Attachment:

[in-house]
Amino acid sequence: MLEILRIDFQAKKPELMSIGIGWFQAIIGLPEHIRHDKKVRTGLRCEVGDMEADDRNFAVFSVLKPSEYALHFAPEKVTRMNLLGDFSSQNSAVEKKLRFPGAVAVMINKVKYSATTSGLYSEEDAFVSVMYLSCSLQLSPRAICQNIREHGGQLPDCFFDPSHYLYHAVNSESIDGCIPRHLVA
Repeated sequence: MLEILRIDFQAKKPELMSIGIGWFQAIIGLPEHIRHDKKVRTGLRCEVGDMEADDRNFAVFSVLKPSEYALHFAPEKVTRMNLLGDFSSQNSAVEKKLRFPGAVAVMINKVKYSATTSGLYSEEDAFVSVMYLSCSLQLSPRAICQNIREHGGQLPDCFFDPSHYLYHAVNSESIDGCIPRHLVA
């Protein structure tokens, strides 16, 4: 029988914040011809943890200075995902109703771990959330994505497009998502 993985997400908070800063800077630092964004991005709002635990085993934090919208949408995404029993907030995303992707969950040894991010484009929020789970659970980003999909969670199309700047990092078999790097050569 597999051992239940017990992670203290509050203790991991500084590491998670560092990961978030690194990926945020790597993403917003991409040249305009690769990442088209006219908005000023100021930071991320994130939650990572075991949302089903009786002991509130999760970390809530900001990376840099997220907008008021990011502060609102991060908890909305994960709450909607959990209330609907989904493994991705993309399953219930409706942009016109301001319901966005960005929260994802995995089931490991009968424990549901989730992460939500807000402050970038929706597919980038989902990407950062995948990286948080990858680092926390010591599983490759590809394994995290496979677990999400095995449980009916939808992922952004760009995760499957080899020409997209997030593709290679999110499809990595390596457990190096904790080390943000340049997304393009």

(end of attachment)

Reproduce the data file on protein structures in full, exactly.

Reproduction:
[in-house]
Amino acid sequence: MLEILRIDFQAKKPELMSIGIGWFQAIIGLPEHIRHDKKVRTGLRCEVGDMEADDRNFAVFSVLKPSEYALHFAPEKVTRMNLLGDFSSQNSAVEKKLRFPGAVAVMINKVKYSATTSGLYSEEDAFVSVMYLSCSLQLSPRAICQNIREHGGQLPDCFFDPSHYLYHAVNSESIDGCIPRHLVA
Repeated sequence: MLEILRIDFQAKKPELMSIGIGWFQAIIGLPEHIRHDKKVRTGLRCEVGDMEADDRNFAVFSVLKPSEYALHFAPEKVTRMNLLGDFSSQNSAVEKKLRFPGAVAVMINKVKYSATTSGLYSEEDAFVSVMYLSCSLQLSPRAICQNIREHGGQLPDCFFDPSHYLYHAVNSESIDGCIPRHLVA
């Protein structure tokens, strides 16, 4: 029988914040011809943890200075995902109703771990959330994505497009998502 993985997400908070800063800077630092964004991005709002635990085993934090919208949408995404029993907030995303992707969950040894991010484009929020789970659970980003999909969670199309700047990092078999790097050569 597999051992239940017990992670203290509050203790991991500084590491998670560092990961978030690194990926945020790597993403917003991409040249305009690769990442088209006219908005000023100021930071991320994130939650990572075991949302089903009786002991509130999760970390809530900001990376840099997220907008008021990011502060609102991060908890909305994960709450909607959990209330609907989904493994991705993309399953219930409706942009016109301001319901966005960005929260994802995995089931490991009968424990549901989730992460939500807000402050970038929706597919980038989902990407950062995948990286948080990858680092926390010591599983490759590809394994995290496979677990999400095995449980009916939808992922952004760009995760499957080899020409997209997030593709290679999110499809990595390596457990190096904790080390943000340049997304393009």